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What does "Show Support Forces" do?

When using this option, the distribution you are seeing is not the force in the nail. It is the nail force diagram which gives you the support force distribution. This is the stabilizing force added to the limit equilibrium equations due to the support.

So for each point along the support, the force at this point is equal to the capacity of the nail if the failure surface went through this point. A description of nail force diagrams can be found in the Overview of Support Implementation topic of the online help.

To get the load distribution within the support, you'd need to use a finite-element program that computes deformation, like RS2. The other option, which is not as accurate, is to look at the mobilized force in the nail by looking at the Slice view (see image below). This is the force in the support (per unit distance out of plane) if you were to reduce the strength in the soil mass by the factor of safety. A quick measure is to take this force and divide it by the factor of safety. If the factor of safety is one, then the support is in a state of equilibrium.

Slice View of Model in Slide2
Slice View of Model in Slide2

The units are Force in the nail force dialog (kN metric, lbf imperial), and are per unit distance out of the plane. So they will change depending on the out-of-plane spacing of the support. To get the force in an individual bolt, you have to multiply the force number from the slice data by the spacing. So in the figure above, the bolt force is 9.2kN, and the spacing is 2m. So the actual force in the bolt is 18.4kN. If the FS=1.5, then the true force in the support is 18.4/1.5=12.3kN.

What properties should I use for geogrid and geotextile reinforcement?

Tensile strength is published by the manufacturer. The only issue is whether you use ultimate or allowable tensile strength. A good reference for ultimate versus allowable strength for support in slope stability analyses can be found in Duncan and Wright's Soil Strength and Slope Stability text. Chapter 8 in particular deals with support.

In the text, Method A is the same as Slide2's Active model, while Method B is the same as Slide2's Passive method. Wright and Duncan suggest that one should use the allowable capacities for Method A, and suggest ultimate capacities for Method B.

As far as shear strength is concerned, you may want to start off with the linear model. This is straight Mohr-Coulomb behaviour and is what most people use. When dealing with adhesion and friction angle, this is the shear strength of the interface between the soil and the geotextile. This is discussed in the attached document. What people generally do is take a percentage of the soil strength in which the geotextile resides. This is called the interaction coefficient. The interaction coefficient is simply a factor that is applied to the tangent of the friction angle of the material in which the geosynthetic is embedded. See page 7 of the attached document. Basically, it's a shear strength reduction factor. To use an interaction coefficient (Ci), set:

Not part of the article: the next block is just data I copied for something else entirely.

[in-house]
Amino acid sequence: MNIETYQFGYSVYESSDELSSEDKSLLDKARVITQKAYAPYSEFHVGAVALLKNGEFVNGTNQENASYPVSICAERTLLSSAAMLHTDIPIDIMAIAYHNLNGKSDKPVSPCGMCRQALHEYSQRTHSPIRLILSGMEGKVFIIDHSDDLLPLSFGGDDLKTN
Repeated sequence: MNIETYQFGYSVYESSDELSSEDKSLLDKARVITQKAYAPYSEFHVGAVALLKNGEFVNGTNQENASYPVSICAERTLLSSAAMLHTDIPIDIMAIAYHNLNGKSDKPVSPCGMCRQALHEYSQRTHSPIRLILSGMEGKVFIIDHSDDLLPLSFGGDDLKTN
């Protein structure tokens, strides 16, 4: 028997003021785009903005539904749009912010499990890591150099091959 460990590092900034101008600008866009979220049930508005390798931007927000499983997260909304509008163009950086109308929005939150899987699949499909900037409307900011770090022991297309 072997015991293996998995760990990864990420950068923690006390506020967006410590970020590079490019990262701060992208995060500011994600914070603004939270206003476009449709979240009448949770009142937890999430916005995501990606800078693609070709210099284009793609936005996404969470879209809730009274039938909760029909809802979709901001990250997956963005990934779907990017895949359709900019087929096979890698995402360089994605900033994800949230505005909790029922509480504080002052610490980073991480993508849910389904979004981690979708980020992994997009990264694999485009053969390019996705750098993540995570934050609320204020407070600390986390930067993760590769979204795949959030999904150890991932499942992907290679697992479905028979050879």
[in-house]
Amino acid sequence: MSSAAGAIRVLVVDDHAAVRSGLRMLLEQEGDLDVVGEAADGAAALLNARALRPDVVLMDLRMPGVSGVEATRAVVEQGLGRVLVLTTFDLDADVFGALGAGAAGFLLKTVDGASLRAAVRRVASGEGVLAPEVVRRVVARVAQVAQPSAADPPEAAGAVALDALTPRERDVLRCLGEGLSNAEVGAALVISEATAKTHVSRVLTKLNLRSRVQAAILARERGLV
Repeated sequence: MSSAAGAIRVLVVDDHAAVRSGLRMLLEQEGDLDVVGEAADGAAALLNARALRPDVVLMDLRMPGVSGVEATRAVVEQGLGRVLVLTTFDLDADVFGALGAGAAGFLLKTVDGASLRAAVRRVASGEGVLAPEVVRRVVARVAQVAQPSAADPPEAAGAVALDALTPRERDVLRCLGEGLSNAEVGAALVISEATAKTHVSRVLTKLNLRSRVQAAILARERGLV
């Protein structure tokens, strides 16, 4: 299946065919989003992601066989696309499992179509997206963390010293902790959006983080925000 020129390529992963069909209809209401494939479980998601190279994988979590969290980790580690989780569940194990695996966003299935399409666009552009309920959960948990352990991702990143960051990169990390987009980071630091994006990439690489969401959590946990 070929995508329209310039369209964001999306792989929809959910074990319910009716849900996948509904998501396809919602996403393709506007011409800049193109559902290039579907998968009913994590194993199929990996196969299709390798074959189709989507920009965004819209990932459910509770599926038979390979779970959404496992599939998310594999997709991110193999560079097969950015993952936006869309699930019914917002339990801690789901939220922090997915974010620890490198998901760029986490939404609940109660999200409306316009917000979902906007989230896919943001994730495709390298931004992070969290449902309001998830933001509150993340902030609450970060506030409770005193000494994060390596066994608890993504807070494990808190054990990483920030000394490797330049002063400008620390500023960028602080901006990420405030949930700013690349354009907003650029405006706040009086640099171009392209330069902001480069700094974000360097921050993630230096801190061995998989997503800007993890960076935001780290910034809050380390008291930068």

Adhesion = cohesion*Ci

Friction angle = arctan(Ci*tan(phi))

Cohesion and phi are the Mohr-Coulomb parameters of the soil in which the geosynthetic is embedded. If the geosynthetic is in more than one material, use the material-dependent option for support.

Click here to view the Geosynthetics for Slope Reinforcement pdf.

How is soil nail capacity computed when both tension and shear options are selected?

Slide2 computes a support force vector for tensile failure and for shear failure independently of each other. It then adds the tensile force vector to the shear force vector to get a total support force vector. Note that this vector has both magnitude and direction, and therefore you cannot simply add the nail force diagrams together. Since the shear force acts in a different direction to the tensile force, you end up with a resultant vector. Slide2 shows the magnitude of this resultant vector in the nail force diagram for shear and tension.